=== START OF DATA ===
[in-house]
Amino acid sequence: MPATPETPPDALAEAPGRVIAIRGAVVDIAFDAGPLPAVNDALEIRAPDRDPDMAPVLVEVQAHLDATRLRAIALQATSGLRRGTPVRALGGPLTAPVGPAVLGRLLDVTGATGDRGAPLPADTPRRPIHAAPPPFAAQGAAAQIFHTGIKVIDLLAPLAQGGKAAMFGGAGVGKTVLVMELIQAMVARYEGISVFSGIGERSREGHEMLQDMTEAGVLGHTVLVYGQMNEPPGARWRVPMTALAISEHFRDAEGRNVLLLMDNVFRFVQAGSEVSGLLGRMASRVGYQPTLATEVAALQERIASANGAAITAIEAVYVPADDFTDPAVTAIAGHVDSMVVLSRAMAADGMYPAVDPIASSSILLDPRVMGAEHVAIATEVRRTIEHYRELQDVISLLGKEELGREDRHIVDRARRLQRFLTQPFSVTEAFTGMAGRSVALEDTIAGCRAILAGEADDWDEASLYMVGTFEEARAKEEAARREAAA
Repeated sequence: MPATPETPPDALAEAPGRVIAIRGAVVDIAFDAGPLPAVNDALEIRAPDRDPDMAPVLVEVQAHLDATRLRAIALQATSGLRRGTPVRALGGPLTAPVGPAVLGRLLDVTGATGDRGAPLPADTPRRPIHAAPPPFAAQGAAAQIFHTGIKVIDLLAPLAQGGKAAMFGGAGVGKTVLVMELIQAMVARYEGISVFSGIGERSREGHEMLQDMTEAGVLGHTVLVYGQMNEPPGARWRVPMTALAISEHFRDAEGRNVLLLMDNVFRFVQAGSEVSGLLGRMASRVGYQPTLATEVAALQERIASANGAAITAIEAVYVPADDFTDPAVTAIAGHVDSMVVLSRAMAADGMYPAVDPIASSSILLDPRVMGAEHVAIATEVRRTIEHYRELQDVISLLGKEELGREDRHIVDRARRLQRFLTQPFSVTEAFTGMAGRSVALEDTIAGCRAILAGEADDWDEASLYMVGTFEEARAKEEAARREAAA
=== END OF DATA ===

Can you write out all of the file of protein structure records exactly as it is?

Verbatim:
[in-house]
Amino acid sequence: MPATPETPPDALAEAPGRVIAIRGAVVDIAFDAGPLPAVNDALEIRAPDRDPDMAPVLVEVQAHLDATRLRAIALQATSGLRRGTPVRALGGPLTAPVGPAVLGRLLDVTGATGDRGAPLPADTPRRPIHAAPPPFAAQGAAAQIFHTGIKVIDLLAPLAQGGKAAMFGGAGVGKTVLVMELIQAMVARYEGISVFSGIGERSREGHEMLQDMTEAGVLGHTVLVYGQMNEPPGARWRVPMTALAISEHFRDAEGRNVLLLMDNVFRFVQAGSEVSGLLGRMASRVGYQPTLATEVAALQERIASANGAAITAIEAVYVPADDFTDPAVTAIAGHVDSMVVLSRAMAADGMYPAVDPIASSSILLDPRVMGAEHVAIATEVRRTIEHYRELQDVISLLGKEELGREDRHIVDRARRLQRFLTQPFSVTEAFTGMAGRSVALEDTIAGCRAILAGEADDWDEASLYMVGTFEEARAKEEAARREAAA
Repeated sequence: MPATPETPPDALAEAPGRVIAIRGAVVDIAFDAGPLPAVNDALEIRAPDRDPDMAPVLVEVQAHLDATRLRAIALQATSGLRRGTPVRALGGPLTAPVGPAVLGRLLDVTGATGDRGAPLPADTPRRPIHAAPPPFAAQGAAAQIFHTGIKVIDLLAPLAQGGKAAMFGGAGVGKTVLVMELIQAMVARYEGISVFSGIGERSREGHEMLQDMTEAGVLGHTVLVYGQMNEPPGARWRVPMTALAISEHFRDAEGRNVLLLMDNVFRFVQAGSEVSGLLGRMASRVGYQPTLATEVAALQERIASANGAAITAIEAVYVPADDFTDPAVTAIAGHVDSMVVLSRAMAADGMYPAVDPIASSSILLDPRVMGAEHVAIATEVRRTIEHYRELQDVISLLGKEELGREDRHIVDRARRLQRFLTQPFSVTEAFTGMAGRSVALEDTIAGCRAILAGEADDWDEASLYMVGTFEEARAKEEAARREAAA